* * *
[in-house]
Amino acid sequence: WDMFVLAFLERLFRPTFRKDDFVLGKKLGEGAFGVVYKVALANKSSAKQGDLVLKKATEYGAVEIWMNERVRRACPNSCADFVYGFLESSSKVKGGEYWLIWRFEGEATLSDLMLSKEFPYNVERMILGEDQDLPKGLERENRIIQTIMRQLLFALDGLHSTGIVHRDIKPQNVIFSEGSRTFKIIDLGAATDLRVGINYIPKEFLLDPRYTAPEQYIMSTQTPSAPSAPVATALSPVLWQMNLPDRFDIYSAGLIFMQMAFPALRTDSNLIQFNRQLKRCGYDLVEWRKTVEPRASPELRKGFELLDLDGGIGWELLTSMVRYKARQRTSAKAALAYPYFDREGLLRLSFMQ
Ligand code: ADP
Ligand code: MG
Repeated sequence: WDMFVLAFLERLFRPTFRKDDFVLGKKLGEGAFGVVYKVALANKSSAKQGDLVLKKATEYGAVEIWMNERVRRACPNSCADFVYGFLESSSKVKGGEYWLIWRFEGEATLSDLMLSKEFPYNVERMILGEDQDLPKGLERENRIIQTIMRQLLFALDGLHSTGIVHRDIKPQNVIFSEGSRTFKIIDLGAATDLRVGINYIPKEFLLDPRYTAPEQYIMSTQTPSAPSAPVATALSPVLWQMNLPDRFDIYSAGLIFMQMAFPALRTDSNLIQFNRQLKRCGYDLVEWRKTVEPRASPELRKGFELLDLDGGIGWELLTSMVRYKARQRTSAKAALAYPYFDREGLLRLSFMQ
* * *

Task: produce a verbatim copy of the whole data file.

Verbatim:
[in-house]
Amino acid sequence: WDMFVLAFLERLFRPTFRKDDFVLGKKLGEGAFGVVYKVALANKSSAKQGDLVLKKATEYGAVEIWMNERVRRACPNSCADFVYGFLESSSKVKGGEYWLIWRFEGEATLSDLMLSKEFPYNVERMILGEDQDLPKGLERENRIIQTIMRQLLFALDGLHSTGIVHRDIKPQNVIFSEGSRTFKIIDLGAATDLRVGINYIPKEFLLDPRYTAPEQYIMSTQTPSAPSAPVATALSPVLWQMNLPDRFDIYSAGLIFMQMAFPALRTDSNLIQFNRQLKRCGYDLVEWRKTVEPRASPELRKGFELLDLDGGIGWELLTSMVRYKARQRTSAKAALAYPYFDREGLLRLSFMQ
Ligand code: ADP
Ligand code: MG
Repeated sequence: WDMFVLAFLERLFRPTFRKDDFVLGKKLGEGAFGVVYKVALANKSSAKQGDLVLKKATEYGAVEIWMNERVRRACPNSCADFVYGFLESSSKVKGGEYWLIWRFEGEATLSDLMLSKEFPYNVERMILGEDQDLPKGLERENRIIQTIMRQLLFALDGLHSTGIVHRDIKPQNVIFSEGSRTFKIIDLGAATDLRVGINYIPKEFLLDPRYTAPEQYIMSTQTPSAPSAPVATALSPVLWQMNLPDRFDIYSAGLIFMQMAFPALRTDSNLIQFNRQLKRCGYDLVEWRKTVEPRASPELRKGFELLDLDGGIGWELLTSMVRYKARQRTSAKAALAYPYFDREGLLRLSFMQ